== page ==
The class of 125 students was divided into twenty-four small groups for the demonstration phase. Each group was to inform the librarian of the company it was using and to make an appointment for a forty-minute session on their own time. The forty-minute sessions were scheduled over a three–week period.

The group sessions began with a brief review of online searching and what was to be accomplished. Since the librarian actually performed the searches, it was not necessary for the students to understand in great detail the searching protocols.

Five different databases were used to retrieve selected types of information the students had previously been required to search for manually. The content of each database was discussed before going into it. Newsearch was used to locate very current articles on the group’s company, Standard & Poor’s News provided financial statements, Disclosure II produced a list of officers and their salaries, and ABI/Inform or Trade and Industry Index was used to locate articles on a significant corporate event, such as merger or stock split.

Each student had initially been required to find very current articles about the company being researched. The librarian asked where they had looked for articles and how successful their search was. The name of the company was then entered into Newsearch to demonstrate the ease of locating very current articles.

Most of the course assignment involved working with a company’s financial statement. One of the requirements was to locate the company’s latest quarterly earnings report. Most of the students had used in hardcopy Standard & Poor’s Corporation Records Daily News and Cumulative News. The online version was demonstrated to show that it was possible to print the report and to allow the students to compare the currency of the report with the one they had found in the hardcopy format.

The most challenging aspect of the assignment involved locating salaries for the top executives of the company. Prior to the library’s acquisition of proxy statements, this proved to be a difficult aspect of the assignment for both the students and the library staff. The Disclosure II database was used to print out the names of officers and their salaries. This aspect of the demonstration seemed to impress the groups most because of the difficult time they had had finding the information manually.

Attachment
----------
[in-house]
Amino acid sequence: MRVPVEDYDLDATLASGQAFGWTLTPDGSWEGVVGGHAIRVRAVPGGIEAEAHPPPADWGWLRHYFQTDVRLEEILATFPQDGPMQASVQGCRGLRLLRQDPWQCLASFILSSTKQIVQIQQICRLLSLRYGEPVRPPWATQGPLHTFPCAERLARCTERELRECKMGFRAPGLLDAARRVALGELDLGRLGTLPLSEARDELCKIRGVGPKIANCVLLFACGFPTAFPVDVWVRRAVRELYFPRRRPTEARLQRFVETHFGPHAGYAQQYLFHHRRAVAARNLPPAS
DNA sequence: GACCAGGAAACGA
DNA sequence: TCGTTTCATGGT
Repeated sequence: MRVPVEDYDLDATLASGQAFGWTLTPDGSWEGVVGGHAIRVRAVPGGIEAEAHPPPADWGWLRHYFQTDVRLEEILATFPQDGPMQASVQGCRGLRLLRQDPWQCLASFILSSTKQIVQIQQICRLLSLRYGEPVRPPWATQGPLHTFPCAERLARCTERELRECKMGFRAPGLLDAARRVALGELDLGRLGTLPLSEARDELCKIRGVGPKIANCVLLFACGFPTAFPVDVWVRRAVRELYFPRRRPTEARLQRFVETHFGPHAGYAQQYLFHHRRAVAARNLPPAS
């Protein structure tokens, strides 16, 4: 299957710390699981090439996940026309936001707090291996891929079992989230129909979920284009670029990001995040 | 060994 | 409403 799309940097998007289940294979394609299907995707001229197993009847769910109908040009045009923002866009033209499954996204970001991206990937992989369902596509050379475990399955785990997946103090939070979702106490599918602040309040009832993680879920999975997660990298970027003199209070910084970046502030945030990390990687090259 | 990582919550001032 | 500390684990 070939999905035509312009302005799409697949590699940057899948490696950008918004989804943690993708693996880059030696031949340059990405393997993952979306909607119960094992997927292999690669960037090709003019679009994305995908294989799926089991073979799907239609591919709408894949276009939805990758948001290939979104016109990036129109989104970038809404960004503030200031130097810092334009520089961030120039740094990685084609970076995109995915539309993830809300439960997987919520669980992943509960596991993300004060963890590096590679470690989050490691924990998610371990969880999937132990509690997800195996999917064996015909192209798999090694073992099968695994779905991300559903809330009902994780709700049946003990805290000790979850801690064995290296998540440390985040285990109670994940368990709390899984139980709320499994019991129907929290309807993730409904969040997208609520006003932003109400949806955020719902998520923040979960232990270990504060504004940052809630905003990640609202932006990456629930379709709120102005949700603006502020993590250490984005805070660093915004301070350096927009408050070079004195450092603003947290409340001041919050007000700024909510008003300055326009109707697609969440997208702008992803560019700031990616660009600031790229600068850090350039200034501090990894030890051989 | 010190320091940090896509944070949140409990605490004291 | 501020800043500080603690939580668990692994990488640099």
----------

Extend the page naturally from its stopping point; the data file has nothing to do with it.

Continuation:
The last aspect of the online phase involved searching for a corporate event which had a significant effect on the company’s finances. ABI/Inform and Trade and Industry Index were used for this purpose. When possible, ABI/Inform was used to show the availability of abstracts in some bibliographic databases.

At the end of the semester, the instructor asked the students in the course to evaluate the usefulness of the demonstration to the course assignment and to react to the cost of their group session. The students were impressed with the ease with which information could be retrieved and its usefulness in completing their assignments. Even though each group online session averaged only $30, most students indicated that they would not be willing to spend their own money on the service.

The demonstration proved that selected business databases do have applications in an undergraduate accounting course. They enable students to locate quickly certain types of information, which would normally require considerable manual searching. However, the further use by the course instructor and other business faculty has not happened, primarily because of the students’ negative reaction to the cost. Most faculty are reluctant to require students to spend money for information.

When trying to advocate the use of online searching in business education, the cost always becomes the negative factor. The connect hour charges, designed for private business use, prohibit the widespread use of databases in education. Reduced online costs for educational purposes would allow business librarians to prepare better for the future corporate users of online business information.